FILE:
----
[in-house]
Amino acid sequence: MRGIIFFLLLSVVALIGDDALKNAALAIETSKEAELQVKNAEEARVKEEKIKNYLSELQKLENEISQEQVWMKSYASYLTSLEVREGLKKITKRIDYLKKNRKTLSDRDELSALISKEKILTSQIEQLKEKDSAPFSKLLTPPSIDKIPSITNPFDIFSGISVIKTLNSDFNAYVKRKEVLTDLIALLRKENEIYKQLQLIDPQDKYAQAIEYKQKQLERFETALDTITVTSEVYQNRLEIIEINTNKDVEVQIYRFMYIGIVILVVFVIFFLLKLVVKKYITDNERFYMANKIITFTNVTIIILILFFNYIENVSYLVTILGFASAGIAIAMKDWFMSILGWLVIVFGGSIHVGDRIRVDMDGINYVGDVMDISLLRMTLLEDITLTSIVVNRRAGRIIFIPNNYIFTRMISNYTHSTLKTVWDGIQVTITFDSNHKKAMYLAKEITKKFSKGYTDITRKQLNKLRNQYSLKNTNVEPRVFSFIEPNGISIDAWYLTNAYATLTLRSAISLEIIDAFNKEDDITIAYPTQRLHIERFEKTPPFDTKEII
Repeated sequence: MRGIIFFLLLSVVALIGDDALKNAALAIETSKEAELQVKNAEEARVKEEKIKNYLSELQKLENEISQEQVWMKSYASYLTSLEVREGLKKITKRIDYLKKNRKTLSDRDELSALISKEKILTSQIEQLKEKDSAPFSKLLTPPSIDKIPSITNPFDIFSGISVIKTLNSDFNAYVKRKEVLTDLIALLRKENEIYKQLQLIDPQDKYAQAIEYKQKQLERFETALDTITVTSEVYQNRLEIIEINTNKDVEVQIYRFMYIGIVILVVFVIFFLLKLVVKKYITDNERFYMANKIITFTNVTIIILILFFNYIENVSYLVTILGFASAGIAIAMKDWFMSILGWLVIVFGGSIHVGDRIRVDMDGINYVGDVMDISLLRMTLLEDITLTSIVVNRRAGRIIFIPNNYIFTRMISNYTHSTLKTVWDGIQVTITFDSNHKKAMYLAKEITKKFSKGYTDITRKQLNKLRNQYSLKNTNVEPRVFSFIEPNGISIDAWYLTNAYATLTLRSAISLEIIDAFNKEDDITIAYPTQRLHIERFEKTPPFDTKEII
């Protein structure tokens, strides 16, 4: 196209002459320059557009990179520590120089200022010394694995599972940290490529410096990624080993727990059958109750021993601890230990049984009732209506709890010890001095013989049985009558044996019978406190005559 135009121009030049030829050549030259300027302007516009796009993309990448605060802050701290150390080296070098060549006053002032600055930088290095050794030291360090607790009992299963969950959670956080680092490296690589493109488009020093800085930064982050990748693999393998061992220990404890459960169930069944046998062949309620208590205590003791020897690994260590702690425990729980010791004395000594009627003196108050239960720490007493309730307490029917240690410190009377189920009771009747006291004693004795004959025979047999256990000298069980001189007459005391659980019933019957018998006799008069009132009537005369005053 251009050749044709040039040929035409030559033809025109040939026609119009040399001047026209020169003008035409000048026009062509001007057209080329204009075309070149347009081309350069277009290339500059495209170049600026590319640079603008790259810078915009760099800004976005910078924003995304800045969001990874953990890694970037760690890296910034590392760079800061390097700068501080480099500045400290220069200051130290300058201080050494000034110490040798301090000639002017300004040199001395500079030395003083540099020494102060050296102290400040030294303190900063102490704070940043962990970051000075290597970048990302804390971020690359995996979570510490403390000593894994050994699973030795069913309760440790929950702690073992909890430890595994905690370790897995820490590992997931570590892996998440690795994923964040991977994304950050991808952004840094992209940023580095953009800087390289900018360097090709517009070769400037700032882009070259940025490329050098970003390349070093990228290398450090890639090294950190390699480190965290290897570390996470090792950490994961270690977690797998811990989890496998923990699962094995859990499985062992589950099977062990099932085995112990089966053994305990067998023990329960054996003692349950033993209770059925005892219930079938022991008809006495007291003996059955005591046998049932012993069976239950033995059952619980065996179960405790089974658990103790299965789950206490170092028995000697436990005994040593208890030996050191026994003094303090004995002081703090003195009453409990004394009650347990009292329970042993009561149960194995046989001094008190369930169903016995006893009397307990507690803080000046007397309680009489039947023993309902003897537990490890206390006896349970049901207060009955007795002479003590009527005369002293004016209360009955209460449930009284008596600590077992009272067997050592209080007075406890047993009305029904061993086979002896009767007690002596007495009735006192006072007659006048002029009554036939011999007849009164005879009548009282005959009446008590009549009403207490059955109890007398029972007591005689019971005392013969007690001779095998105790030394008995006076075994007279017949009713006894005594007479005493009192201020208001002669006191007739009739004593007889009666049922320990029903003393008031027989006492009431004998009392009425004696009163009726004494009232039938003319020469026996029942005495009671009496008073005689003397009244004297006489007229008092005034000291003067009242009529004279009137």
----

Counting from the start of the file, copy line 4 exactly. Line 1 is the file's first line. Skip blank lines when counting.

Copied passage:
């Protein structure tokens, strides 16, 4: 196209002459320059557009990179520590120089200022010394694995599972940290490529410096990624080993727990059958109750021993601890230990049984009732209506709890010890001095013989049985009558044996019978406190005559 135009121009030049030829050549030259300027302007516009796009993309990448605060802050701290150390080296070098060549006053002032600055930088290095050794030291360090607790009992299963969950959670956080680092490296690589493109488009020093800085930064982050990748693999393998061992220990404890459960169930069944046998062949309620208590205590003791020897690994260590702690425990729980010791004395000594009627003196108050239960720490007493309730307490029917240690410190009377189920009771009747006291004693004795004959025979047999256990000298069980001189007459005391659980019933019957018998006799008069009132009537005369005053 251009050749044709040039040929035409030559033809025109040939026609119009040399001047026209020169003008035409000048026009062509001007057209080329204009075309070149347009081309350069277009290339500059495209170049600026590319640079603008790259810078915009760099800004976005910078924003995304800045969001990874953990890694970037760690890296910034590392760079800061390097700068501080480099500045400290220069200051130290300058201080050494000034110490040798301090000639002017300004040199001395500079030395003083540099020494102060050296102290400040030294303190900063102490704070940043962990970051000075290597970048990302804390971020690359995996979570510490403390000593894994050994699973030795069913309760440790929950702690073992909890430890595994905690370790897995820490590992997931570590892996998440690795994923964040991977994304950050991808952004840094992209940023580095953009800087390289900018360097090709517009070769400037700032882009070259940025490329050098970003390349070093990228290398450090890639090294950190390699480190965290290897570390996470090792950490994961270690977690797998811990989890496998923990699962094995859990499985062992589950099977062990099932085995112990089966053994305990067998023990329960054996003692349950033993209770059925005892219930079938022991008809006495007291003996059955005591046998049932012993069976239950033995059952619980065996179960405790089974658990103790299965789950206490170092028995000697436990005994040593208890030996050191026994003094303090004995002081703090003195009453409990004394009650347990009292329970042993009561149960194995046989001094008190369930169903016995006893009397307990507690803080000046007397309680009489039947023993309902003897537990490890206390006896349970049901207060009955007795002479003590009527005369002293004016209360009955209460449930009284008596600590077992009272067997050592209080007075406890047993009305029904061993086979002896009767007690002596007495009735006192006072007659006048002029009554036939011999007849009164005879009548009282005959009446008590009549009403207490059955109890007398029972007591005689019971005392013969007690001779095998105790030394008995006076075994007279017949009713006894005594007479005493009192201020208001002669006191007739009739004593007889009666049922320990029903003393008031027989006492009431004998009392009425004696009163009726004494009232039938003319020469026996029942005495009671009496008073005689003397009244004297006489007229008092005034000291003067009242009529004279009137």